Breakthrough Welcomes 2020 Generation Fellows copy

Each summer, the Breakthrough Institute welcomes a new class of Breakthrough Generation fellows to join our research team for 10 weeks. Generation fellows work to advance the ecomodern project by deepening our understanding in the fields of energy, environment, technology, and human development.

Breakthrough Generation has proven crucial to the work we do here. Past fellows' research has contributed to some of our most impactful publications, including Where Good Technologies Come From, Beyond Boom & Bust, How to Make Nuclear Cheap, Lighting Electricity Steel, and Nature Unbound.

Introducing the 2020 Generation:

Nazanin Akrami is a Ph.D. student in Agricultural and Environmental Chemistry at UC Davis. Her work is focused on the quantification and reduction of greenhouse gas emissions in agriculture. She enjoys using microbiology, chemistry, and statistics to connect seemingly disparate phenomena and narrate a coherent, factual story. She believes active engagement in public policy formulation through science communication adds a sweet flavor to her work.

Nnaemeka Odionye is a Research Intern (Private Sector Development) at International Fertilizer Development Center, North and West African regional office in Accra, Ghana. He was a micro-finance banker in Nigeria, helping smallholder farmers and SMEs grow their businesses. He has an MSc in Fertilizer Science and Technology in Morocco and an MSc in Energy Studies in Nigeria. He is currently working on the optimization of Ghana’s fertilizer value chain in order to make fertilizers available, accessible, and affordable for farmers.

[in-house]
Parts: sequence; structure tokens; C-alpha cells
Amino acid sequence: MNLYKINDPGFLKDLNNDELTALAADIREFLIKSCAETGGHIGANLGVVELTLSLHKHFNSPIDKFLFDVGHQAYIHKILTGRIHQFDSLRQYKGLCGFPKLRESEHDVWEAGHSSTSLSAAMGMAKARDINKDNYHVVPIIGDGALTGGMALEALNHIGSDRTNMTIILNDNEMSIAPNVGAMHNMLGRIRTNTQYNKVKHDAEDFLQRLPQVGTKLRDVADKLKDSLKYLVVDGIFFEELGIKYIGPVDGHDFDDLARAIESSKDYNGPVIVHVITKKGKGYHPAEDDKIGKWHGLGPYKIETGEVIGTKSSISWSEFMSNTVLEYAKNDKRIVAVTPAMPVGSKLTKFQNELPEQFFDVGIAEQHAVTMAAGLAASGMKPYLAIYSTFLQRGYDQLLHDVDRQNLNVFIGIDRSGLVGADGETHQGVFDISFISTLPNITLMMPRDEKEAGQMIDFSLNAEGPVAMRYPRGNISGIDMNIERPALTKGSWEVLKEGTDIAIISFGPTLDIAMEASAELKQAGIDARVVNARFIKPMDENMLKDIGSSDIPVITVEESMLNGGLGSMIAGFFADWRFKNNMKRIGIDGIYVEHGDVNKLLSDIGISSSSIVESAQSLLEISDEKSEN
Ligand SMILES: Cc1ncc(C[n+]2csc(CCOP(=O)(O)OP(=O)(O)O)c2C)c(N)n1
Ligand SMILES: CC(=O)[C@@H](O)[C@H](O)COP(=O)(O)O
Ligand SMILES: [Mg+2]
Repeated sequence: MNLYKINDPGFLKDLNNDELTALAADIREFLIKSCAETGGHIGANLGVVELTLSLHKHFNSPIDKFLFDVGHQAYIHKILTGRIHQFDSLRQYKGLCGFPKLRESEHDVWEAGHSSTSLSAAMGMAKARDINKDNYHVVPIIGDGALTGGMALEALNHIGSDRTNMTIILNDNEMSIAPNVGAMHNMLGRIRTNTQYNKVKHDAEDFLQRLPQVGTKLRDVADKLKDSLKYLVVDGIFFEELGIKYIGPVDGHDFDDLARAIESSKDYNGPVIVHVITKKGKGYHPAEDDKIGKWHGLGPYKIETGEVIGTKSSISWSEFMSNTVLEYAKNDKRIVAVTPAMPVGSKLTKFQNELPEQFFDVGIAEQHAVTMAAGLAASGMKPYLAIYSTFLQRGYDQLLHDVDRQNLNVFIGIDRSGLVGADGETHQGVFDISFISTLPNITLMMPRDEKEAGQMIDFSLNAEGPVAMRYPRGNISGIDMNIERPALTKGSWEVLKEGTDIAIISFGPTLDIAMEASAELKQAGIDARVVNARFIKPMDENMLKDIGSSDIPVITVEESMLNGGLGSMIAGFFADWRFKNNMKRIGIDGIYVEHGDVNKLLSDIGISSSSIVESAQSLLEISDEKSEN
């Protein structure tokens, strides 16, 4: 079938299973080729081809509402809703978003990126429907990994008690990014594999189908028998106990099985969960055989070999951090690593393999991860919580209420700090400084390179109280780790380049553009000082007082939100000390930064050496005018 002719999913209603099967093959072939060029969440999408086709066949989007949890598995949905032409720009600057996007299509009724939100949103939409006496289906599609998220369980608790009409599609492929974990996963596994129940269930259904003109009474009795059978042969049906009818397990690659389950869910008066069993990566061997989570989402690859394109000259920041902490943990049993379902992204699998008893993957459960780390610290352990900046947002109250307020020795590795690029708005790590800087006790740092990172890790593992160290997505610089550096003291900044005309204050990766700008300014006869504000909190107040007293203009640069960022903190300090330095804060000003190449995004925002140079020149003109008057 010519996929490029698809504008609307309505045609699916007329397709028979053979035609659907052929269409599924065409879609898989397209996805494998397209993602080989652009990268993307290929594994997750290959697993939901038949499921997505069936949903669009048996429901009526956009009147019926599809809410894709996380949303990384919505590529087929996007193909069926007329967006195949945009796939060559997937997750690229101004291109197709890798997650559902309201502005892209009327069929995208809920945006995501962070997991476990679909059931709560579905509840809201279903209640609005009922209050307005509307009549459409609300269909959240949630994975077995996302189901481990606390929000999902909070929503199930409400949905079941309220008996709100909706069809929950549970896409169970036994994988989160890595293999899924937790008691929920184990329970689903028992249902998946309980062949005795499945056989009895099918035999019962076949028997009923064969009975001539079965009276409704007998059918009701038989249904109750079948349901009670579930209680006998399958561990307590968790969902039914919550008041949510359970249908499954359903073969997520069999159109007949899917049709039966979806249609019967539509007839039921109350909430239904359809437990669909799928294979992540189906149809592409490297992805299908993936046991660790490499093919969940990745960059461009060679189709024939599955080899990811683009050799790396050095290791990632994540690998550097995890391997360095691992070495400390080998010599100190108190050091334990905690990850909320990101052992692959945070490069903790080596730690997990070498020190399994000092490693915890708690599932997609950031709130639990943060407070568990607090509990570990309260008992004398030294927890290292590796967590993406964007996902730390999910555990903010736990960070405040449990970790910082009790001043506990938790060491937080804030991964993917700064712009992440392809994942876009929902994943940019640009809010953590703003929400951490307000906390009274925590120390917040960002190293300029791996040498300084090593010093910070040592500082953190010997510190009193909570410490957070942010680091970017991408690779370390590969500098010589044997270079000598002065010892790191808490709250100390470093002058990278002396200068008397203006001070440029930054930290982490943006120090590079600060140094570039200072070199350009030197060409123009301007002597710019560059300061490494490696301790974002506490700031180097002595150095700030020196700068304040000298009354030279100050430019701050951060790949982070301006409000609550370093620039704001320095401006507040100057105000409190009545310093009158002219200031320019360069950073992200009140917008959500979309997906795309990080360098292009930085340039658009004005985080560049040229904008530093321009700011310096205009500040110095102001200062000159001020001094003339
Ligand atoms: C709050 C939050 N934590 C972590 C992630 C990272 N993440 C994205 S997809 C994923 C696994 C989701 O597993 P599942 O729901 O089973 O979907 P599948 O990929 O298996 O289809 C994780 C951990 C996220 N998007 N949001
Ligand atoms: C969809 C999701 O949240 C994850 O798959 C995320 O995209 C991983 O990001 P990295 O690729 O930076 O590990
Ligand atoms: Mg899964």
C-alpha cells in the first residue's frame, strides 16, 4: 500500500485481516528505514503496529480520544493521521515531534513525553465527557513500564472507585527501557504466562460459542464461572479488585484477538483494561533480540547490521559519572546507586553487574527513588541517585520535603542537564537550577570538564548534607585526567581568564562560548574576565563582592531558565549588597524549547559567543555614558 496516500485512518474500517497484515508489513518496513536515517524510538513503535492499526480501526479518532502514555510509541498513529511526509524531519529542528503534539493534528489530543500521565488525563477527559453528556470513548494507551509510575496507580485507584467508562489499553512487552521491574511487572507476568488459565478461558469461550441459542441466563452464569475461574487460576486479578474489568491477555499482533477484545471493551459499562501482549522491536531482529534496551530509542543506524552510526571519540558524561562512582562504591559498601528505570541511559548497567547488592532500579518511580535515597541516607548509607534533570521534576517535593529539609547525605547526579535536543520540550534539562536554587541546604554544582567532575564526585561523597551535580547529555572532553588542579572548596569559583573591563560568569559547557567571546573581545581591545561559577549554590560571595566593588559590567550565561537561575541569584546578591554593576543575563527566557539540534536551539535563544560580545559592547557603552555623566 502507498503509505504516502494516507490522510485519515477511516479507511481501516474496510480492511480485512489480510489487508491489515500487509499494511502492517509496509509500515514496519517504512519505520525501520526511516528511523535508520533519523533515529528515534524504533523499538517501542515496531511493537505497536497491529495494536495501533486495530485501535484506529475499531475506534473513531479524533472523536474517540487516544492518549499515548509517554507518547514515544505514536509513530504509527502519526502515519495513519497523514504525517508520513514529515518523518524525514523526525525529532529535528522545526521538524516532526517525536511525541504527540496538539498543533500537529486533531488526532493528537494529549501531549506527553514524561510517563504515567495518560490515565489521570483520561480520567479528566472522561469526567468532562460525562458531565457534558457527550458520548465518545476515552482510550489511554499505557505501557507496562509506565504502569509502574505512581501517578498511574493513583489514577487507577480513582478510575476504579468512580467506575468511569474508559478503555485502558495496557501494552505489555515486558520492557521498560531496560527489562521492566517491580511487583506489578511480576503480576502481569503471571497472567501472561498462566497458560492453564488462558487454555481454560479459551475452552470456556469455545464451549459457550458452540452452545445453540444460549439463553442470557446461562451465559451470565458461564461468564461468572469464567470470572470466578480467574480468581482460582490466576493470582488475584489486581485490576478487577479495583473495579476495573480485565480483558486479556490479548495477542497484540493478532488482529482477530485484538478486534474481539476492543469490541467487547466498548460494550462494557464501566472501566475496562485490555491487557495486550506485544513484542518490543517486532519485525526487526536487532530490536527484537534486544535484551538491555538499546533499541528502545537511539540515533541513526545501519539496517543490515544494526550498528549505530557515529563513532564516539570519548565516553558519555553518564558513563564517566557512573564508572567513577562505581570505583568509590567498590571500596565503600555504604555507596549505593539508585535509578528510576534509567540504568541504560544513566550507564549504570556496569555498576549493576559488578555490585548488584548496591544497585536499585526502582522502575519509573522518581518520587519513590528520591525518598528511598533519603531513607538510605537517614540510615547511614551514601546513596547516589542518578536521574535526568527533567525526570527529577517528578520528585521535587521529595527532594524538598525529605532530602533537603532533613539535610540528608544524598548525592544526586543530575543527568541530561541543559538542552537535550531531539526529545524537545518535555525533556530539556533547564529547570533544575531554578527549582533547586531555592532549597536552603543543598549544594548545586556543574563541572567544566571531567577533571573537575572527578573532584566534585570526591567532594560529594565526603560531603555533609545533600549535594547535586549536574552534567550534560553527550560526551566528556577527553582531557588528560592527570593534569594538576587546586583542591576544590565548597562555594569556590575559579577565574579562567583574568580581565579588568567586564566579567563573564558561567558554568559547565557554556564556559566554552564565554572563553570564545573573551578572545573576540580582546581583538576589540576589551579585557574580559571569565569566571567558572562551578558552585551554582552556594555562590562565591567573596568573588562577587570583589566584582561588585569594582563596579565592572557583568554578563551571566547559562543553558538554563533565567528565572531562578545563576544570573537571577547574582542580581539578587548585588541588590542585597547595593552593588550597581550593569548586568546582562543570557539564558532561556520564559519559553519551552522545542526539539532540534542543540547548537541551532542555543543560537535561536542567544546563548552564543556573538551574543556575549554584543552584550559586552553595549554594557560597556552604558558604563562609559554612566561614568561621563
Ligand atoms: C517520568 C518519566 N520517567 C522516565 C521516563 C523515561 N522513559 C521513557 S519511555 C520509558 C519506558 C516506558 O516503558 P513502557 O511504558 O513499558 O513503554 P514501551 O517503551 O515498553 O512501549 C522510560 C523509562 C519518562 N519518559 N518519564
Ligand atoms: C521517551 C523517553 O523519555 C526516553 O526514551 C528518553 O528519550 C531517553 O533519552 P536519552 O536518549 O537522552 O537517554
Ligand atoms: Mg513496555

James Withrow is a PhD Candidate in Biology and Entomology at North Carolina State University. His research is on honey bees, studying social interactions and queen behavior to address problems with colony productivity and survival. James is also an active student advocate and leader in his graduate programs as well as serving university-wide as a member of the Student Senate and President of the NC State Graduate Student Association. James grew up on a small family farm and previously worked at the North Carolina Museum of Natural Sciences. He is pursuing a career in science policy that integrates research, regulation, and stakeholder engagement.

Andrew Fletcher uses his background in nuclear engineering to develop energy policies for a sustainable future. While he is an advocate of nuclear power, he believes that an optimized energy system should include a balance of diverse generation technologies. Andrew holds an M.S. in Nuclear Science and Engineering from the Colorado School of Mines where he studied reactor waste chemistry and received a B.A. in Chemistry from Hamilton College.

Kehinde Abiodun is a PhD candidate in Mineral and Energy Economics, and Payne scholar at the Payne Institute, Colorado School of Mines. His research focuses on evaluating the impact of energy on growth and development outcomes in sub-Saharan Africa.

Lauren Lutzke is a PhD student in the School for Environment & Sustainability at the University of Michigan. Her current research examines public perceptions of carbon capture and utilization (CCU), with a focus on consumers’ willingness to use products made from captured carbon. Lauren received her M.S. in Environment and Sustainability in 2018, and a B.A. in Psychology in 2015, both from the University of Michigan.

Maya Anthony graduated with a B.A. in both Public Policy and Socio-legal Studies from the University of Denver in Denver, CO. Her senior public policy thesis investigated the energy transition away from coal and its impacts on tribal lands in the Four Corners region. She studied abroad in Cochabamba, Bolivia in the fall of 2018 developing a passion for environmental justice and exploring the intersection between inequality and climate change.